How is Mitt Romney handling impeachment fallout? ’I don’t follow that.’

In this image from video, Sen. Mitt Romney, R-Utah, speaks on the Senate floor about the impeachment trial against President Donald Trump at the U.S. Capitol in Washington, Wednesday, Feb. 5, 2020. The Senate will vote on the Articles of Impeachment on Wednesday afternoon. (Senate Television via AP)

Washington • President Donald Trump suggested Sen. Mike Lee apologize to Utahns for their other senator, Mitt Romney, and later tweeted a wild and false conspiracy theory linking Romney to Ukraine corruption.

The president also hyped a conservative Fox News pundit’s rant calling Romney an embarrassment who should get “the hell out” of the Senate.

On Tuesday, he told reporters, “Romney is a disgrace.”

The Louisiana Republican Party passed a resolution censuring Romney. A similar move is being considered by some Utah GOP leaders, although a planned resolution in the state Legislature has been sidelined by Republican leaders. The head of a conservative gathering in Washington warned that Romney’s “physical security” could be in danger if he showed up.

About a week after Romney became the first senator in history to vote to convict a president of his own party by saying Trump was guilty of abuse of power, the Utah Republican senator says he hasn’t paid much attention to the fallout.

“You know, I don’t follow that, so I can’t say I was surprised or not surprised because this is not something I keep up with,” Romney told The Salt Lake Tribune on Tuesday.

Instead, Romney — now a target of Trump, the president’s family and supporters — says he enjoyed a weekend with his wife, Ann, as she competed in equestrian events in Florida as well as raising money for the GOP’s Senate campaign arm to help reelect fellow Republican senators.

Romney was the lone Republican to vote against the president during the impeachment proceedings, arguing that he found the evidence compelling that the president leveraged U.S. aid to a foreign ally for personal and political benefit. Before announcing his vote on the Senate floor, Romney noted he was likely ill-prepared for the backlash.

Trump has been leading that charge, questioning Romney’s faith and telling Utah Gov. Gary Herbert to keep Romney, “We don’t want him.” Fox News has followed up with a relentless stream of anti-Romney commentary.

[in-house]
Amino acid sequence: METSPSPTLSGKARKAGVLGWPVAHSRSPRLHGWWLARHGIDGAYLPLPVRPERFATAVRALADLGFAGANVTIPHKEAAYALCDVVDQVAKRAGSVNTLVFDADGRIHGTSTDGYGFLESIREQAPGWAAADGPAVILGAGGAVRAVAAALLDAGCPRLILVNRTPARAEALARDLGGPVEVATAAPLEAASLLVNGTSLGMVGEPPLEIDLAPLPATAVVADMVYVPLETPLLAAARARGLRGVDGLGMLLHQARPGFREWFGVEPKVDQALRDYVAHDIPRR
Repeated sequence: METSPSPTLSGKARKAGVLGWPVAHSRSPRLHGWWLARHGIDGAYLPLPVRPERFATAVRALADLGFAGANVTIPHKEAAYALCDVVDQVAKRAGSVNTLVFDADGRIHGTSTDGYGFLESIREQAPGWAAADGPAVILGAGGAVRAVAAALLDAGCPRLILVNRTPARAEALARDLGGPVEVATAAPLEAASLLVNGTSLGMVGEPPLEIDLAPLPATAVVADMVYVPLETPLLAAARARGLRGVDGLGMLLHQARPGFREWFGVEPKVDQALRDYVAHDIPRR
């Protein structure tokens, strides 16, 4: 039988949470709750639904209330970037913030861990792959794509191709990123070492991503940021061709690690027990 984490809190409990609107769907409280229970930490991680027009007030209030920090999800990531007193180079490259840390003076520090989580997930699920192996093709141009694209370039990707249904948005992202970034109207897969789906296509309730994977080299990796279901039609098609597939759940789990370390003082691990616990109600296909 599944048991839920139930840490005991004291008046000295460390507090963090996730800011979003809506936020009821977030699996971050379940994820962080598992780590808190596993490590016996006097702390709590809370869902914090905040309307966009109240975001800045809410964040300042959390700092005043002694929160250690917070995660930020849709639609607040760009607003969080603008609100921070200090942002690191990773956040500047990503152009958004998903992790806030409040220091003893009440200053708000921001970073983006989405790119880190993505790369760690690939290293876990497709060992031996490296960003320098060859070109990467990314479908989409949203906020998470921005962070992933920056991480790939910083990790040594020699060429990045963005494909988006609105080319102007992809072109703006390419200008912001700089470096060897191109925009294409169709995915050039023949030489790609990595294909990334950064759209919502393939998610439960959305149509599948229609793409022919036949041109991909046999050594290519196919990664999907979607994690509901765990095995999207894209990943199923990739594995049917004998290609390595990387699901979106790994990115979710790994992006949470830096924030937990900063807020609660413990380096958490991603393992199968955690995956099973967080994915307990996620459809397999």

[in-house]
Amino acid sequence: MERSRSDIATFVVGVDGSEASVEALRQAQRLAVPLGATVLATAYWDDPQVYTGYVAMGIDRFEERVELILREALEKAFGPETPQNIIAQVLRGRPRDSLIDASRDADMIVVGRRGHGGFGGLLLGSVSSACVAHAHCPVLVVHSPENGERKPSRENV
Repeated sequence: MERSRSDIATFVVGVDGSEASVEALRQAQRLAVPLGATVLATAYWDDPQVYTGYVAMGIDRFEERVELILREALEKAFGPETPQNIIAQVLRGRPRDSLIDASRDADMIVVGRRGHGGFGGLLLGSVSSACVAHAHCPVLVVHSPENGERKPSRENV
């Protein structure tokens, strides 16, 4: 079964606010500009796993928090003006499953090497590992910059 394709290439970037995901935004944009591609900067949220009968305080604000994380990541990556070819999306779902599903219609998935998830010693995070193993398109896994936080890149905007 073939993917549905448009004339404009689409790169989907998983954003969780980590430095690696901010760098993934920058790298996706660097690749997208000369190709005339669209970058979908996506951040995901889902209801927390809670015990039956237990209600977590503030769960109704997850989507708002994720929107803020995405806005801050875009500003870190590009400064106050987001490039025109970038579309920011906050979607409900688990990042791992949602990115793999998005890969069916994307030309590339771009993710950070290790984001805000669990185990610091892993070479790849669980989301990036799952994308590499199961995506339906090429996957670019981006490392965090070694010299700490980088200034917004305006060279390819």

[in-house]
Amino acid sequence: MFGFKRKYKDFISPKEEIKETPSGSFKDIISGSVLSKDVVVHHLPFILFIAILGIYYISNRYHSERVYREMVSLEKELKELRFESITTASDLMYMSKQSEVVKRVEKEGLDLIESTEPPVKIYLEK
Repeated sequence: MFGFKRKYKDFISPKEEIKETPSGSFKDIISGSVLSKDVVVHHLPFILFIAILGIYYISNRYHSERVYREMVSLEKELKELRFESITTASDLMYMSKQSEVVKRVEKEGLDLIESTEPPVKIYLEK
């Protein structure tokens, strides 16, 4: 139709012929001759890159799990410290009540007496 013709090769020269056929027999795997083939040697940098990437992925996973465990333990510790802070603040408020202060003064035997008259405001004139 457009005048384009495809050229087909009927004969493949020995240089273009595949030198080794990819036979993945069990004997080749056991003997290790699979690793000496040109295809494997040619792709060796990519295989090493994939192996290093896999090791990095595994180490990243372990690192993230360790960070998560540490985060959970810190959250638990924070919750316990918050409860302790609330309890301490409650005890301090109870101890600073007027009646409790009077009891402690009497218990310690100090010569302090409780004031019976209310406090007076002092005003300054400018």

He’s the ultimate selfish, preening, self-centered politician,” said host Laura Ingraham.

Fox News' Lou Dobbs said Romney would be “associated with Judas, Brutus [and] Benedict Arnold forever.”

Romney has been doing his best to fly above it. Tuesday, just before a luncheon with fellow Republican senators, he seemed at ease.

“I made it clear during my speech that I expected that I would get some blowback," he said, “and I’m not surprised that I have.”

Meanwhile, back home in Utah, Romney’s decision to vote guilty on one count of the impeachment charges hasn’t rankled voters as much as the chattering pundit class has warned.

A new Deseret News/Hinckley Institute of Politics poll showed 49% of those surveyed saying they felt more positive about Romney’s choice than 40% who felt more negative.

The poll, which questioned registered voters on their feelings about Romney’s vote, showed 21% were proud to have Romney as their senator, 14% encouraged by him and 13% pleased. On the other side, 21% said they were disappointed, 11% embarrassed and 8% angry.

Some 11% weren’t sure, according to the poll that has a margin of error of plus or minus 4.5 percentage points.

Also Tuesday, a group called Student Republicans of Utah announced a new “We stand with Mitt” billboard near the campus of Brigham Young University.

In Washington, Senate Majority Leader Mitch McConnell, R-Ky., said he was “disappointed” in Romney’s vote last week but wasn’t holding it against him.

Sen. John Cornyn, a Texas Republican and assistant majority whip, said he doesn't think Romney will face any repercussions by the chamber's GOP caucus.

“As far as his involvement in the Congress, I hope we never arrive at a place where a senator cannot vote their conscience,” Cornyn told The Tribune.

Sen. Richard Shelby, R-Ala., said it would all blow over.

“A lot of us were disappointed in his vote,” Shelby said. “But you know what, I’ve been disappointed and probably people have been disappointed in my vote at times.”

Romney, who was the GOP’s standard-bearer as the party’s 2012 presidential nominee, brushed off any concern about possible censure votes in his home state, nor a bill that would allow the recall of a U.S. senator. Tuesday, Utah House Speaker Brad Wilson, R-Kaysville, said both efforts were dead after similar disapproval was signaled last week by Senate President Stuart Adams, R-Layton, and the governor said he opposed a censure resolution.

“After robust debate this afternoon, the House Majority Caucus collectively decided not to advance Rep. [Tim] Quinn’s recall bill or Rep. [Phil] Lyman’s censure resolution," a Wilson spokesman said. Instead, the speaker "will be presenting a citation that expresses appreciation for the president and his administration’s engagement in issues critical to Utah and that urges Congress to return to the important work before them.”

Romney flew to Utah on Friday and met privately with legislative leaders to explain his vote against Trump and, he said Tuesday, "I thought we had a very good discussion.”

As for the move by some members of the state GOP central committee to censure him and demand he stay true to Trump and his agenda or resign, Romney did not appear overly concerned.

“People are certainly free to express their point of view," he said, "as they feel appropriate.”